By Minnie Lamberth
When the Alabama Legislature begins its regular session on Jan. 11, the budgets that fund education and state government should be in good shape.
“Both education and general fund will probably be the strongest budgets we’ve seen,” says Rep. Nathaniel Ledbetter, R-Rainsville, who serves as House Majority Leader. “Because of the amount of federal money that’s been put into our state — I think some $46 billion over the past couple of years — the numbers that we see in our budgets are going to be larger than they normally would, so we’ve got to bear that in mind. But we’ll have two good budgets this year, and we certainly look forward to working with those and trying to figure out what needs to happen with them.”
In addition to funding education and public services for the next fiscal year, legislators will consider bills addressing a variety of other topics of interest, including second-amendment protections, anti-rioting measures, mental health initiatives, and personal property taxes.
“The personal property tax issue has been looming for a long time, and I think that’s a tax that’s unfair to businesses,” Ledbetter says. Legislation that he believes has a good chance of passing “is going to allow small businesses and family farms to be exempt from the first $40,000 in personal property tax.”
In addition, the education system will get attention in legislation introduced by Sen. Arthur Orr, R-Decatur, intended to improve test scores in math.
Ultimately, Ledbetter says, “I think this will be a very, very productive session for the people of our state.”
Federal funding from the Infrastructure and Investment Jobs Act, the legislation signed into law by President Biden on Nov. 15, will also be a key concern as legislators consider opportunities for Alabama. Ledbetter says that they’ll be looking especially at the electric vehicle (EV) component. “The automotive sector in our state has over 40,000 jobs. We’re one of the top automotive manufacturing states in the country, so the investment in EV research is going to be big in our state.” Funding to build a network of EV charging stations in the state is also included in the new law.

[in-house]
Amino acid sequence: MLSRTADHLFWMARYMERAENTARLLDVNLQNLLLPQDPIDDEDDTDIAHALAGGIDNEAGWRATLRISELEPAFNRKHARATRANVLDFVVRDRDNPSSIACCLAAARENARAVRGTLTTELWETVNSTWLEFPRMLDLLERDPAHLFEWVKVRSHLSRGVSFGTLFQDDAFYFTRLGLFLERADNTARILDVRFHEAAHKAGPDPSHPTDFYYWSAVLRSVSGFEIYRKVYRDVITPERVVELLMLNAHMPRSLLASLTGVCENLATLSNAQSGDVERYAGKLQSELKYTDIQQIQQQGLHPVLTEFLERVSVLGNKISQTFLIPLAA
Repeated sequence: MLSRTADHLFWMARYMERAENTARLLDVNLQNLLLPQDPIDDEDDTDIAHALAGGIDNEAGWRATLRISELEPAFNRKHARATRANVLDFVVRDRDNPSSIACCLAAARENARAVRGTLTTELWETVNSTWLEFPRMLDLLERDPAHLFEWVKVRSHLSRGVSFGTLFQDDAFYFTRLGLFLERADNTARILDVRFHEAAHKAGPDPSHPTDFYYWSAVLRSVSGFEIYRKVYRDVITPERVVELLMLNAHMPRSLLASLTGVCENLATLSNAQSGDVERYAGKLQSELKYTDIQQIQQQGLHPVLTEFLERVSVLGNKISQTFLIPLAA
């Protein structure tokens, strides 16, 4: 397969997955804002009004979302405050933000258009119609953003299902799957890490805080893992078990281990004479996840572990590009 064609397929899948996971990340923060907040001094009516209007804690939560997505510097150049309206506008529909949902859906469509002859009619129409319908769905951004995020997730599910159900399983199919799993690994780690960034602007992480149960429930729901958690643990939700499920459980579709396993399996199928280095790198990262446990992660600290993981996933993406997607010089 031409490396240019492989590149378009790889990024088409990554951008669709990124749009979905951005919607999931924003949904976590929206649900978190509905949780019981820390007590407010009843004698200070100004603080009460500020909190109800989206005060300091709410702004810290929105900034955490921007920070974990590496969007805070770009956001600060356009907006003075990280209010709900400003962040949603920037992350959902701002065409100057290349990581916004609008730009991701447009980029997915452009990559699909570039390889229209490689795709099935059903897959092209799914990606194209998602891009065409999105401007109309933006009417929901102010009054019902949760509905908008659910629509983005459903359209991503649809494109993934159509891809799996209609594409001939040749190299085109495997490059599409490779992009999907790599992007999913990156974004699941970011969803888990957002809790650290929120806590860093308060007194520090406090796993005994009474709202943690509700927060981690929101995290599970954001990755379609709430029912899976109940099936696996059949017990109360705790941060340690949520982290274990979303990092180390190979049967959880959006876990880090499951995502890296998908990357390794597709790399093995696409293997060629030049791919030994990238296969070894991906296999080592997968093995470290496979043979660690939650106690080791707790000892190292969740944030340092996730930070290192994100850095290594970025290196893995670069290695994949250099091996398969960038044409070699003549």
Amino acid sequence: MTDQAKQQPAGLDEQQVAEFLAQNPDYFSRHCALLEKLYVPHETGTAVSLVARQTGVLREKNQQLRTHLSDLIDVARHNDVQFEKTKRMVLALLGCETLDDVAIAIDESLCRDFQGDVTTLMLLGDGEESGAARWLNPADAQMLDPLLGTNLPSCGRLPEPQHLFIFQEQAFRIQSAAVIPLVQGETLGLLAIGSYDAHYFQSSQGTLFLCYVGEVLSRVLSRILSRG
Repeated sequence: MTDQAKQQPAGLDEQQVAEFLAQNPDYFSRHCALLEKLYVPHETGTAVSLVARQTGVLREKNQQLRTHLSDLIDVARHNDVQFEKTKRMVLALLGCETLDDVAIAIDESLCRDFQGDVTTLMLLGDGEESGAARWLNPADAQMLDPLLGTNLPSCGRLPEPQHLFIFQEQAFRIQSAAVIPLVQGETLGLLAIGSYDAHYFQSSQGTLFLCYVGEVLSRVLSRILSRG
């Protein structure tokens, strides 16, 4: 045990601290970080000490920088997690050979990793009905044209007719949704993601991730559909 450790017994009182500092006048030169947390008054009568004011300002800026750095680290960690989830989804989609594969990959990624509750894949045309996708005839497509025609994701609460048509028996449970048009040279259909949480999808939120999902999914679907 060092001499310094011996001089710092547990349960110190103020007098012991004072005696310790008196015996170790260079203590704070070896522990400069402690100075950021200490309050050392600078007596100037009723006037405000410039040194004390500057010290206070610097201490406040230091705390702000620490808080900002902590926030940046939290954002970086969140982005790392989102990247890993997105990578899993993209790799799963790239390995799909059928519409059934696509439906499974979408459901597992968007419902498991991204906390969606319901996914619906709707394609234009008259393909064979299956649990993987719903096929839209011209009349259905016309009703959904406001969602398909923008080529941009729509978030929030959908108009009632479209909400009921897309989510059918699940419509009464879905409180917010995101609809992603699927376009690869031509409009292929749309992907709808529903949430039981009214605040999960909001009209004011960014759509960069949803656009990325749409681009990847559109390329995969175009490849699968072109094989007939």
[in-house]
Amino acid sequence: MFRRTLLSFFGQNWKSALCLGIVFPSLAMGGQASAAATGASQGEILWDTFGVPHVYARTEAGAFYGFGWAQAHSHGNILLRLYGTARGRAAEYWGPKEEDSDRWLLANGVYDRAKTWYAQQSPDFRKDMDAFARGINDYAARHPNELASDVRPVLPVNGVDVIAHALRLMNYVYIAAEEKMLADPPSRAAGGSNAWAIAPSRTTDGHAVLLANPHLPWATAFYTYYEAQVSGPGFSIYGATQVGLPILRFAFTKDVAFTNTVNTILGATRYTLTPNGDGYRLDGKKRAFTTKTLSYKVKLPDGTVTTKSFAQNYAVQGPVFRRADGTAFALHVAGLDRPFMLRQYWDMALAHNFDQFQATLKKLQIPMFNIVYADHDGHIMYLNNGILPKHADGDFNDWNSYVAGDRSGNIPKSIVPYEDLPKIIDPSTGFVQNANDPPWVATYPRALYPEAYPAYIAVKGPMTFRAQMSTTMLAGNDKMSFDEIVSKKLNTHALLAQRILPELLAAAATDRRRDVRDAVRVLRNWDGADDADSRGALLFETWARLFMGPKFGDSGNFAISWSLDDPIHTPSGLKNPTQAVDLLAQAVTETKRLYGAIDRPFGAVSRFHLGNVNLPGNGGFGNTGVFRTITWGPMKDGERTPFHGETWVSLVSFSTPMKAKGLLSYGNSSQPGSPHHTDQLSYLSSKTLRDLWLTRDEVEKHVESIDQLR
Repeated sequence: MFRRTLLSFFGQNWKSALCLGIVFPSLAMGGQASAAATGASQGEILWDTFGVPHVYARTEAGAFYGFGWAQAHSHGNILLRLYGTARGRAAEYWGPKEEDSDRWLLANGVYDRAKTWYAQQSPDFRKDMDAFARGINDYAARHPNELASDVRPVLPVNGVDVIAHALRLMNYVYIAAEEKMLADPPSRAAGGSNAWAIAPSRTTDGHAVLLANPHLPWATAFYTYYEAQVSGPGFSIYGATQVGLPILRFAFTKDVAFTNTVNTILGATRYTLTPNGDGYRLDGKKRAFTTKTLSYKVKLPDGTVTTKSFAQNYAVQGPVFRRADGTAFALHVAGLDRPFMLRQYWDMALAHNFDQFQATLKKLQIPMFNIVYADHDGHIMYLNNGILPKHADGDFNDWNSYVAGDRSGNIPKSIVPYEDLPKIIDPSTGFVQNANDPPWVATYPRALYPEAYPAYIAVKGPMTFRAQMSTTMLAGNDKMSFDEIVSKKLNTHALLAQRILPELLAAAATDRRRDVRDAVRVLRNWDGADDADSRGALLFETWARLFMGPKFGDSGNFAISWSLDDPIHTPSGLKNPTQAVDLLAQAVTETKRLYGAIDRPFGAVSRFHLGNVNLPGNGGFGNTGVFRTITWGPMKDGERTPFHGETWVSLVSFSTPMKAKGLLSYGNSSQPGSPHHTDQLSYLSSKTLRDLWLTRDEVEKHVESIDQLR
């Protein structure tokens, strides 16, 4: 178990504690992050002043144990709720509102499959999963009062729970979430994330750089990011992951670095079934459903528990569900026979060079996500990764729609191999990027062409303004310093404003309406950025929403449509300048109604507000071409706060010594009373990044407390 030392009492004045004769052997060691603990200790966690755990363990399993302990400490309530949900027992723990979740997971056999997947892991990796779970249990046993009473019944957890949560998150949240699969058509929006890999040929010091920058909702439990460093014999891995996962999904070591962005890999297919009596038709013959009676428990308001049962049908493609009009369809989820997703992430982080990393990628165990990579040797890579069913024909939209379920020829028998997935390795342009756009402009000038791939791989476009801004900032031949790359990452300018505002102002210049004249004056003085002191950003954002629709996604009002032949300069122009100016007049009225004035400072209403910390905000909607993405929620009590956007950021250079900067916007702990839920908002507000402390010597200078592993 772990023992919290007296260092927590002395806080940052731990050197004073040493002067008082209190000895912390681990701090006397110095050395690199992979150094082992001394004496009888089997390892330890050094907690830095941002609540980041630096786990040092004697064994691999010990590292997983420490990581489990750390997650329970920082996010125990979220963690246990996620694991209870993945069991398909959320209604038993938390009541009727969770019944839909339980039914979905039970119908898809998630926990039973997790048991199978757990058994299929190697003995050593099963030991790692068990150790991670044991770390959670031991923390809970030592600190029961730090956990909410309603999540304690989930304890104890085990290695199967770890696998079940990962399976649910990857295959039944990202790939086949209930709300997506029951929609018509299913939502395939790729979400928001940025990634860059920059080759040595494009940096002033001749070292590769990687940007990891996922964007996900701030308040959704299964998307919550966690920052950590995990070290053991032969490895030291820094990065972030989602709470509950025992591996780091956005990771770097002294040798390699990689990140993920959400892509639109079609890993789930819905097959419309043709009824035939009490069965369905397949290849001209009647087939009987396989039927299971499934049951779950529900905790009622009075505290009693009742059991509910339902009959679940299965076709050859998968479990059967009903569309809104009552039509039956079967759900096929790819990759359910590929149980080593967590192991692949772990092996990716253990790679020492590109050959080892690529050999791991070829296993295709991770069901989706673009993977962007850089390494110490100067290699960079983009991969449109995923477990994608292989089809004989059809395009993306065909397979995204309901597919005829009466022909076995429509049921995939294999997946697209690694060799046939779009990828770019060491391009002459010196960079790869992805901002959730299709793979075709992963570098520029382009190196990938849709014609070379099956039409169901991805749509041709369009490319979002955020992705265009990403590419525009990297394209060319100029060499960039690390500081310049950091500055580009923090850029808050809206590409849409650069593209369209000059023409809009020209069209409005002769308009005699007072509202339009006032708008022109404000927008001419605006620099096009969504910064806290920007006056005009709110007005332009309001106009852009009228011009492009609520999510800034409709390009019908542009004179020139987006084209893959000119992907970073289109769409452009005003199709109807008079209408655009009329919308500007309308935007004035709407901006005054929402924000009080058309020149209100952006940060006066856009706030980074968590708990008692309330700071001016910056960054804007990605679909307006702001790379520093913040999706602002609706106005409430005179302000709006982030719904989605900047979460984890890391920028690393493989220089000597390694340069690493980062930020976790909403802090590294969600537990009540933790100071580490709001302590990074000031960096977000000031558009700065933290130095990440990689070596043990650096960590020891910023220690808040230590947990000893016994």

High interest in broadband expansion
The expansion of high-speed internet access is another area of high interest. “It looks like we’ll get somewhere around $100 million for broadband,” Ledbetter says.
In previous years, when allocating state funding to expand broadband, Ledbetter says, “We’ve been very successful in partnering with companies around the state.” By using a grant structure, companies have been able to apply for those funds and then use them for broadband expansion. Though nothing is concrete, Ledbetter adds, “I would expect this could be something similar.”
The need is vast, depending on location — whether in unserved rural areas or underserved metropolitan areas. In the latter cases, Ledbetter says the bandwidth isn’t as great as it should be, especially now that people use high-speed internet to stream entertainment, to work from home, and to participate in virtual school when necessary.
Altogether, he says there are 350,000 people in the state who aren’t being served by broadband, and the numbers in underserved areas are even higher than that. “The $100 million is certainly going to be a boost, but it’s still a long way from where it needs to be.”
The state will also see $400 million a year over a five-year period for roads and bridges, while additional resources will be dedicated to clean drinking water, protecting from cyber attack and a number of other areas. “It’s a broad range of lots of things, and as time goes, we’ll see how it all plays out,” Ledbetter says.
The resiliency of the state’s electrical grid is another issue to keep in sight. “I think in Alabama we’re blessed. We’ve got companies that look out for our ability to deliver over the grid. Some states not as much.”
However, he adds, “The federal government has mandated that there be so much renewable (energy) down the road that we’re not making electricity with natural resources such as coal and gas like we were. I think that creates a problem with our grid when we don’t have the stability of those products that we once had.”
Some states have a heavy reliance on wind turbines and sun, though Alabama is not in that position. “I think we’ve probably tried too quickly across the country to go to renewables,” he says.
“We’ve been able to keep Alabama stronger, but the more regulations the federal government puts on, the harder it’s going to be,” Ledbetter says. “As far as the Legislature, we’ve got to help our companies make sure that they are able to keep a strong, reliable grid, with legislation that is proactive for them.”ν